U.S. Sails Warships Through Taiwan Strait in Show of Force to China
(Bloomberg) -- China expressed concern after the U.S. Navy sailed a pair of warships through the Taiwan Strait, the second such show of force since July.
Two U.S. vessels sailed through the Taiwan Strait from waters near Eluanbi, the southern tip of Taiwan island, toward the north Monday, Taiwan’s Ministry of National Defense said in a statement on its website.
U.S. Pacific Fleet spokesman Commander Nate Christensen said the guided-missile destroyer USS Curtis Wilbur and the guided-missile cruiser USS Antietam took part in the passage operation “in accordance with international law.”
China “expressed concern” to the U.S. about the transit, Foreign Ministry spokeswoman Hua Chunying told a regular briefing Tuesday in Beijing. “The Taiwan issue is a matter of China’s territorial integrity and is also the most important and sensitive issue of U.S. and China bilateral relations,” she said, repeating language used after the transit by two U.S. warships in July.
The transit coincides with a period of rising tension between Taiwan and China, which considers the island one of its provinces. Since the election of Taiwanese President Tsai Ing-wen from a pro-independence party in 2016, Beijing has cut off formal communication with Taipei and stepped up military exercises in the area.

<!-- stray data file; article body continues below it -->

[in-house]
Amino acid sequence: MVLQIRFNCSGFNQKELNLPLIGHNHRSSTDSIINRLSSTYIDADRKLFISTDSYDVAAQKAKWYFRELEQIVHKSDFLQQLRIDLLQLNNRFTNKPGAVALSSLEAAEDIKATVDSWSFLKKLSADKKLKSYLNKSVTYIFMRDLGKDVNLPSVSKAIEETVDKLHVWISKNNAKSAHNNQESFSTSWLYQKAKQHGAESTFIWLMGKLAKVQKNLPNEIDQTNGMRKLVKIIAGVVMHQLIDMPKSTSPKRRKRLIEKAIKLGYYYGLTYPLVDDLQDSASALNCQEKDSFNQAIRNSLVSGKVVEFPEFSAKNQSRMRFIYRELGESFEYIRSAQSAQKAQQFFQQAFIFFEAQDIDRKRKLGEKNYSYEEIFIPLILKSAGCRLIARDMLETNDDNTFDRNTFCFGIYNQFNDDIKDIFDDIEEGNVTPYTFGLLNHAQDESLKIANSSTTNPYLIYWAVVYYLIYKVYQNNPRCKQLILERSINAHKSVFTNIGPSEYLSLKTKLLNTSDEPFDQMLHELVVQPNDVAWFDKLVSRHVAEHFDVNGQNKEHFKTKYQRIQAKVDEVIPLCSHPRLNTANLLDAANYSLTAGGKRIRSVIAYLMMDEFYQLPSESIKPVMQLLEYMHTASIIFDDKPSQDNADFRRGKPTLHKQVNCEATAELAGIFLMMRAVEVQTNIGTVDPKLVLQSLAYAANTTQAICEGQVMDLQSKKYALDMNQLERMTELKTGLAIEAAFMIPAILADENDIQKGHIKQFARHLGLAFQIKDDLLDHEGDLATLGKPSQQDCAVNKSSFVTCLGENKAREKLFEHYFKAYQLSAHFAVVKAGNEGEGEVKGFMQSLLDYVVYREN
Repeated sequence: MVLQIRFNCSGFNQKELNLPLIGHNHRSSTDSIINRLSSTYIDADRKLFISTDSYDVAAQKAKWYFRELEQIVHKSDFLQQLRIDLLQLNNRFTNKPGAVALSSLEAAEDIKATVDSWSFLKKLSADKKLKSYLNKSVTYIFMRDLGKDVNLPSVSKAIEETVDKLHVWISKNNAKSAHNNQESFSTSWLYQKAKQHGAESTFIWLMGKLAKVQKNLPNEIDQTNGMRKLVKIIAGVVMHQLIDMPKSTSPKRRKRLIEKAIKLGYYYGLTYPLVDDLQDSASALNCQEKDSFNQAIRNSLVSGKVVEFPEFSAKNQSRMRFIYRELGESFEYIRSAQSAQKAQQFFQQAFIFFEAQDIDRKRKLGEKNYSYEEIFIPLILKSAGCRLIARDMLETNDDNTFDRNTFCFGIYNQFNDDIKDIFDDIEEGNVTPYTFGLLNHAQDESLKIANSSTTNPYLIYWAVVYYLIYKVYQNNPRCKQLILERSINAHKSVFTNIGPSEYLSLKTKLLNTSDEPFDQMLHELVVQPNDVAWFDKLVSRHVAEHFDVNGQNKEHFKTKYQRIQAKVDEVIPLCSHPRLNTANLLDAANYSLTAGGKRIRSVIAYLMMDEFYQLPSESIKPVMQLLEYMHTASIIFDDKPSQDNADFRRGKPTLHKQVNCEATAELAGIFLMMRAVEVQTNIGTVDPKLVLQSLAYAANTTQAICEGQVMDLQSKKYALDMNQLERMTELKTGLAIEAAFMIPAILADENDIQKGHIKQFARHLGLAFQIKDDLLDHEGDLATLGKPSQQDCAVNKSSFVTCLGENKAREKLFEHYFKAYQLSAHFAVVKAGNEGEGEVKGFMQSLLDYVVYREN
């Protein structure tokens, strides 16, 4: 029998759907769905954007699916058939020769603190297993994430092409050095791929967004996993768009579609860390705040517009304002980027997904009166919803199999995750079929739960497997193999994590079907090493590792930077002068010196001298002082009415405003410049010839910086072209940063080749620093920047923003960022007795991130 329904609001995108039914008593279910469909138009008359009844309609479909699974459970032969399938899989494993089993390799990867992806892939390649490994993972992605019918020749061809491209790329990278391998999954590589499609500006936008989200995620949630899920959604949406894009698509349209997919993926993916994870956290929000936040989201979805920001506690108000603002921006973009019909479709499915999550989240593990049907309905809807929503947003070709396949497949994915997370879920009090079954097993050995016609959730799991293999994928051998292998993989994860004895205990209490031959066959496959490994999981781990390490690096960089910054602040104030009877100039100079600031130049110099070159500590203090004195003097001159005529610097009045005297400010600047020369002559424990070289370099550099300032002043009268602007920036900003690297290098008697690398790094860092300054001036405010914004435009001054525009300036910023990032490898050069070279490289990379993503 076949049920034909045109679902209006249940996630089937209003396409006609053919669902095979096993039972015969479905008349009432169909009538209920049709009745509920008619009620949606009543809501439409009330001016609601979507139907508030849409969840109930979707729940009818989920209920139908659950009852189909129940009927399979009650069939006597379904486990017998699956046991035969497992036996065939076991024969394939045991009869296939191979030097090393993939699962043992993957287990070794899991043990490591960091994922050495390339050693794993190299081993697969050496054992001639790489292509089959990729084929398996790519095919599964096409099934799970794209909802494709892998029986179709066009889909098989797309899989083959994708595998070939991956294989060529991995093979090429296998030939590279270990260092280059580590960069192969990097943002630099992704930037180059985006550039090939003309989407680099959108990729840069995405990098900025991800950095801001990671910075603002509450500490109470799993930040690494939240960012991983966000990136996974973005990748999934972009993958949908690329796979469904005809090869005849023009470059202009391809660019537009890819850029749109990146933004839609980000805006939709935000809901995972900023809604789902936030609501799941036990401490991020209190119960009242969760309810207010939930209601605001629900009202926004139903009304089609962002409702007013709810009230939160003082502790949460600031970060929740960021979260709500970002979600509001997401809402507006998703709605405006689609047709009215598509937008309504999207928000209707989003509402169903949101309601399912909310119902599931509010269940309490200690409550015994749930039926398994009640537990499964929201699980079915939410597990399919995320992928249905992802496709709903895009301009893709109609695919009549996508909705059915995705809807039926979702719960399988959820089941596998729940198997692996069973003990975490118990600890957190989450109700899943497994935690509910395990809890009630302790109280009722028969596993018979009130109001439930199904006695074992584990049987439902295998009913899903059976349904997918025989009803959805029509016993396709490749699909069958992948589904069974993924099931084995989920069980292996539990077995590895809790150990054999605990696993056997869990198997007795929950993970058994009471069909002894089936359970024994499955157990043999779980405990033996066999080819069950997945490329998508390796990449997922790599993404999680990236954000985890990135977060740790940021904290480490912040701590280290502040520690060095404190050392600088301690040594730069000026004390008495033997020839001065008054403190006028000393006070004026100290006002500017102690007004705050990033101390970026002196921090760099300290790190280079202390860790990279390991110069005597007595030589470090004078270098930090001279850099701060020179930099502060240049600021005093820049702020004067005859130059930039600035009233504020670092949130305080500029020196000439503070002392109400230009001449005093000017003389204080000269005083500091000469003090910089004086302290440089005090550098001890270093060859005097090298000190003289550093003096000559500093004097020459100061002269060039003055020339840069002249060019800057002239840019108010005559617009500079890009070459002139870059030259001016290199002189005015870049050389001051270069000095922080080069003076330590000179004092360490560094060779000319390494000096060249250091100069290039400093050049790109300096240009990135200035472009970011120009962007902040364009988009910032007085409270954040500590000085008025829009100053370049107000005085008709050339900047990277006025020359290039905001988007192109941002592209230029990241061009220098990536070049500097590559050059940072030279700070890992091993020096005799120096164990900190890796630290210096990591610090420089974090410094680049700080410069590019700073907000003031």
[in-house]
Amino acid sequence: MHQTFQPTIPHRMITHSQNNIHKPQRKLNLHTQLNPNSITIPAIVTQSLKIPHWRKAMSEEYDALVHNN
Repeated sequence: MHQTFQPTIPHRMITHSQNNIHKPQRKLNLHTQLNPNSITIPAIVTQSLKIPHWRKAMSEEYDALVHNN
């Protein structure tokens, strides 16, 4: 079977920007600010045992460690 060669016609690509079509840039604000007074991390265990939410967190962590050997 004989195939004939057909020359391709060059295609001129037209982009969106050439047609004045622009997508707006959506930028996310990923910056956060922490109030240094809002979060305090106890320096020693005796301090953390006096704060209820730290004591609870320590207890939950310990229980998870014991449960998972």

“Cruising through the strait is not new, but it is a strong signal that the U.S. will be on Taiwan’s side in case of a crisis between Taipei and Beijing,” said Jean-Pierre Cabestan, who teaches U.S.-China relations at Hong Kong Baptist University. “Taiwan might talk up its asymmetric warfare capabilities, but without the U.S. Taiwan would be dead.”
Tensions have also risen ahead of local elections on the island next month. Taiwan late Monday requested that China refrain from interfering in its elections, saying Beijing should should respect and learn from its democracy.
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